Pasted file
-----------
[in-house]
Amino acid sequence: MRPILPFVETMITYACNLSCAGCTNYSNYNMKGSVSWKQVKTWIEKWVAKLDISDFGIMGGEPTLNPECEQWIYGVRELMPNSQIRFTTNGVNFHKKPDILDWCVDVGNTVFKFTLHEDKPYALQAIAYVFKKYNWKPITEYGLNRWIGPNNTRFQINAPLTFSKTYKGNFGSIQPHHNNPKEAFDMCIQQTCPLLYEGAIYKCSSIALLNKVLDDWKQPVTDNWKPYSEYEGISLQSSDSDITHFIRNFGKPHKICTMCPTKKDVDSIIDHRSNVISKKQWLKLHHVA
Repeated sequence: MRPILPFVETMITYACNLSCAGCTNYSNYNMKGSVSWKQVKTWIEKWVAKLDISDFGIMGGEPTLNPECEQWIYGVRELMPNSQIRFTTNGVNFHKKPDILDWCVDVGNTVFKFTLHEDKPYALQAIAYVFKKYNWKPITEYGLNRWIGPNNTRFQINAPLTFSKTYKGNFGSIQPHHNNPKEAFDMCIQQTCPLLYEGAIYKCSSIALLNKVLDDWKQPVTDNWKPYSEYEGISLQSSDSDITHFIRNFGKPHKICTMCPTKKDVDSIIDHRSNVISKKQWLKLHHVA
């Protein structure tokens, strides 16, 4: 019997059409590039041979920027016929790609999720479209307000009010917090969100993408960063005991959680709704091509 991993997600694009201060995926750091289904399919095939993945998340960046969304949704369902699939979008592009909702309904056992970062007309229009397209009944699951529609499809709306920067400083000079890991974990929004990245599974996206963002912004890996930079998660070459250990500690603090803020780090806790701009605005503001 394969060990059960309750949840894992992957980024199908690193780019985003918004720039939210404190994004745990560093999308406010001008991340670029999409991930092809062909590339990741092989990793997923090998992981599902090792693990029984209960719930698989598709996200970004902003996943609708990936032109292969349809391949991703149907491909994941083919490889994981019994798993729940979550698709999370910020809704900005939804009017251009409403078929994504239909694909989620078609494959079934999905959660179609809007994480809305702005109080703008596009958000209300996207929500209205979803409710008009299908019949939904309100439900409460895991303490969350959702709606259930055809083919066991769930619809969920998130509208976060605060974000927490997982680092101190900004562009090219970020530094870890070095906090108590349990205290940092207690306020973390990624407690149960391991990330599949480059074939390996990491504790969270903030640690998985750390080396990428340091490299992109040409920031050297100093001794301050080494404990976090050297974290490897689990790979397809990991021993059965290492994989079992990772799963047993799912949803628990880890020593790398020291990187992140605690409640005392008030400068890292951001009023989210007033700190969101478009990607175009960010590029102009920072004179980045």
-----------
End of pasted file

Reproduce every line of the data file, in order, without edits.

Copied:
[in-house]
Amino acid sequence: MRPILPFVETMITYACNLSCAGCTNYSNYNMKGSVSWKQVKTWIEKWVAKLDISDFGIMGGEPTLNPECEQWIYGVRELMPNSQIRFTTNGVNFHKKPDILDWCVDVGNTVFKFTLHEDKPYALQAIAYVFKKYNWKPITEYGLNRWIGPNNTRFQINAPLTFSKTYKGNFGSIQPHHNNPKEAFDMCIQQTCPLLYEGAIYKCSSIALLNKVLDDWKQPVTDNWKPYSEYEGISLQSSDSDITHFIRNFGKPHKICTMCPTKKDVDSIIDHRSNVISKKQWLKLHHVA
Repeated sequence: MRPILPFVETMITYACNLSCAGCTNYSNYNMKGSVSWKQVKTWIEKWVAKLDISDFGIMGGEPTLNPECEQWIYGVRELMPNSQIRFTTNGVNFHKKPDILDWCVDVGNTVFKFTLHEDKPYALQAIAYVFKKYNWKPITEYGLNRWIGPNNTRFQINAPLTFSKTYKGNFGSIQPHHNNPKEAFDMCIQQTCPLLYEGAIYKCSSIALLNKVLDDWKQPVTDNWKPYSEYEGISLQSSDSDITHFIRNFGKPHKICTMCPTKKDVDSIIDHRSNVISKKQWLKLHHVA
């Protein structure tokens, strides 16, 4: 019997059409590039041979920027016929790609999720479209307000009010917090969100993408960063005991959680709704091509 991993997600694009201060995926750091289904399919095939993945998340960046969304949704369902699939979008592009909702309904056992970062007309229009397209009944699951529609499809709306920067400083000079890991974990929004990245599974996206963002912004890996930079998660070459250990500690603090803020780090806790701009605005503001 394969060990059960309750949840894992992957980024199908690193780019985003918004720039939210404190994004745990560093999308406010001008991340670029999409991930092809062909590339990741092989990793997923090998992981599902090792693990029984209960719930698989598709996200970004902003996943609708990936032109292969349809391949991703149907491909994941083919490889994981019994798993729940979550698709999370910020809704900005939804009017251009409403078929994504239909694909989620078609494959079934999905959660179609809007994480809305702005109080703008596009958000209300996207929500209205979803409710008009299908019949939904309100439900409460895991303490969350959702709606259930055809083919066991769930619809969920998130509208976060605060974000927490997982680092101190900004562009090219970020530094870890070095906090108590349990205290940092207690306020973390990624407690149960391991990330599949480059074939390996990491504790969270903030640690998985750390080396990428340091490299992109040409920031050297100093001794301050080494404990976090050297974290490897689990790979397809990991021993059965290492994989079992990772799963047993799912949803628990880890020593790398020291990187992140605690409640005392008030400068890292951001009023989210007033700190969101478009990607175009960010590029102009920072004179980045």